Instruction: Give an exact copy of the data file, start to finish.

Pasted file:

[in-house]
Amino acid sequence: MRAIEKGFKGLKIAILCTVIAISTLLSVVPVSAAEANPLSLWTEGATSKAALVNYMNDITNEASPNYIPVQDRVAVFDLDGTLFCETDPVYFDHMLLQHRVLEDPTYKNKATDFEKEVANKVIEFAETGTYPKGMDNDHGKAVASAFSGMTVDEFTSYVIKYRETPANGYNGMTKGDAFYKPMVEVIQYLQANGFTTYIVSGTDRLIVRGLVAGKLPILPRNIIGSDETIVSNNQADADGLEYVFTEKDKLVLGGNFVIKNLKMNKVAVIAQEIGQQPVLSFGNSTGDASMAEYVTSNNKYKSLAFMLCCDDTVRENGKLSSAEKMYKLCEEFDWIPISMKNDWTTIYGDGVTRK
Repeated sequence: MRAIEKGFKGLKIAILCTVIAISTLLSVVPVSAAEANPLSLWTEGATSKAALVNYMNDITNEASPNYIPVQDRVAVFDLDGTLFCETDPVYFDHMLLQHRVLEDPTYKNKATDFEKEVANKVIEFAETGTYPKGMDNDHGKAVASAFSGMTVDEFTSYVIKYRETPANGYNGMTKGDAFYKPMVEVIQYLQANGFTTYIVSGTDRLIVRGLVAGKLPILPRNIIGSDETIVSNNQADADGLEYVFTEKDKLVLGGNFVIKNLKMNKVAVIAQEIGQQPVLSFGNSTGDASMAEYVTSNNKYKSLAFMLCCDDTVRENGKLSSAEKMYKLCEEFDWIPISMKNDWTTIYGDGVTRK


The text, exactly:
[in-house]
Amino acid sequence: MRAIEKGFKGLKIAILCTVIAISTLLSVVPVSAAEANPLSLWTEGATSKAALVNYMNDITNEASPNYIPVQDRVAVFDLDGTLFCETDPVYFDHMLLQHRVLEDPTYKNKATDFEKEVANKVIEFAETGTYPKGMDNDHGKAVASAFSGMTVDEFTSYVIKYRETPANGYNGMTKGDAFYKPMVEVIQYLQANGFTTYIVSGTDRLIVRGLVAGKLPILPRNIIGSDETIVSNNQADADGLEYVFTEKDKLVLGGNFVIKNLKMNKVAVIAQEIGQQPVLSFGNSTGDASMAEYVTSNNKYKSLAFMLCCDDTVRENGKLSSAEKMYKLCEEFDWIPISMKNDWTTIYGDGVTRK
Repeated sequence: MRAIEKGFKGLKIAILCTVIAISTLLSVVPVSAAEANPLSLWTEGATSKAALVNYMNDITNEASPNYIPVQDRVAVFDLDGTLFCETDPVYFDHMLLQHRVLEDPTYKNKATDFEKEVANKVIEFAETGTYPKGMDNDHGKAVASAFSGMTVDEFTSYVIKYRETPANGYNGMTKGDAFYKPMVEVIQYLQANGFTTYIVSGTDRLIVRGLVAGKLPILPRNIIGSDETIVSNNQADADGLEYVFTEKDKLVLGGNFVIKNLKMNKVAVIAQEIGQQPVLSFGNSTGDASMAEYVTSNNKYKSLAFMLCCDDTVRENGKLSSAEKMYKLCEEFDWIPISMKNDWTTIYGDGVTRK